Iowa County Named After Slave-Owning Vice President Finally Changes Its Name

Hannah Smith


Iowa County Named After Slave-Owning Vice President Finally Changes Its NameCorcoran Collection (Bequest of Mrs. Benjamin Ogle Tayloe)/The UI Center for Advancement/Facebook

An Iowa county has changed the official origin of its name to honour a Black historian from the state, disavowing its links with a former slave-owning Vice President.

Johnson County will now be named after Lulu Merle Johnson – the first Black woman to earn a PhD in Iowa and second in the United States overall – following a unanimous vote by the county’s Board of Supervisors.

The decisions marks the end of a 186-year link between the county and it’s original namesake, Richard M. Johnson, who served under Martin Van Buren as the ninth Vice President. Johnson had no known links to the state of Iowa, and was a recorded plantation owner who reportedly repeatedly forced himself on enslaved women, fathering at least two children with one.

Lulu Johnson was the first Black woman to earn a PhD in Iowa (University of Iowa)University of Iowa

In an op-ed published last June in the Iowa City Press-Citizen, historian Ron McMullen described Johnson as ‘particularly despicable’ and ‘among the worst vice presidents in American history.’

County supervisor Lisa Green-Douglass said the person chosen to replace him ‘should be somebody of character who represents those values that we hold dear,’ The New York Times reports.

Dr. Lulu Merle Johnson was born and raised in Iowa, and earned her doctorate in American History from the University of Iowa in 1941. Leslie A. Schwalm, a professor of Gender and Sexuality Studies at the university, told the board that despite coming from a prosperous Black family, Dr. Johnson was the first person to be born free on her father’s side, and faced discrimination under state segregation laws during her studies, including being banned from living on campus with her fellow students.

Lulu Johnson with friends at the University of Iowa (African American Historical Museum & Cultural Centre of Iowa)African American Historical Museum & Cultural Centre of Iowa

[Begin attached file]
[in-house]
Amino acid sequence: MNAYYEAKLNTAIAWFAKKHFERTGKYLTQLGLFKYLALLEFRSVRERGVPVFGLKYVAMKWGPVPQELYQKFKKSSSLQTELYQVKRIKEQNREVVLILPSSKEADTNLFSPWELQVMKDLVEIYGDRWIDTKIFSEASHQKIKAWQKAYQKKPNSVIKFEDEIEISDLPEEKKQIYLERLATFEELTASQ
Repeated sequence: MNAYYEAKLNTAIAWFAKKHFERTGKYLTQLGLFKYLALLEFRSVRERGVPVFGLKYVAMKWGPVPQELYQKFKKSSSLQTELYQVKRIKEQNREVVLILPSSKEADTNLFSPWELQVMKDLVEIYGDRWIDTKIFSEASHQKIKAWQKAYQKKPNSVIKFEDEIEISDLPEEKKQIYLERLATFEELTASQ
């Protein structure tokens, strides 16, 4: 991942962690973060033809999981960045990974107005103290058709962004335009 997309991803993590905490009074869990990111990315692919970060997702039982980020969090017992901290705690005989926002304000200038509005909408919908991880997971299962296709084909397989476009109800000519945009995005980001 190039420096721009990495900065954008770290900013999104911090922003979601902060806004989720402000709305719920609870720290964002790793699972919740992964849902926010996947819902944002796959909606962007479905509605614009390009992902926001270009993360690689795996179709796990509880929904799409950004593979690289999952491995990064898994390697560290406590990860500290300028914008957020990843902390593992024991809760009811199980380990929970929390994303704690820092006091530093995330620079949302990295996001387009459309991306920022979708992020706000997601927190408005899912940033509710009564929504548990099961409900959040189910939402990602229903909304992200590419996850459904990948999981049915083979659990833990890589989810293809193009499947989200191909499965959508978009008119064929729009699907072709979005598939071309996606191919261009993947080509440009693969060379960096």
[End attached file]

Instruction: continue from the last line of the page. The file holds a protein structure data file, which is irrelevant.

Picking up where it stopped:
‘She became part of a group of Black students who really challenged segregation and discrimination in the city and at the university,’ Schwalm said.

Unable to teach in the state due to segregation laws, Dr. Johnson left Iowa after gaining her doctorate to teach history at HBCUs including Florida A&M University and West Virginia State College, and went on to become dean of women’s studies at Cheyney University in Pennsylvania. She passed away in 1997, aged 88.

Dr. Johnson’s great niece, Kim Jackson, thanked the board for what she called a ‘great honor for an extraordinary person’.

McMullen told the Board that Dr. Johnson was a ‘positive role model for all of us,’ and noted that by choosing the historian, who was born in Gravity, Iowa, the county could now ‘say that we have an eponym with gravitas’.

If you have a story you want to tell, send it to UNILAD via [email protected]

Topics: News, Iowa, Now


New York Times
  1. New York Times

    An Iowa County Chooses to Be Named for a Black Professor, Not a Slaveowner

Hannah Smith
More like this

Chosen for YouChosen for You


Gypsy Rose's boyfriend carried out his 'sexual fantasy' immediately after murdering her mother

6 hours ago

Most Read StoriesMost Read

Gypsy Rose's family friends issue warning to public as she could leave prison this year

12 hours ago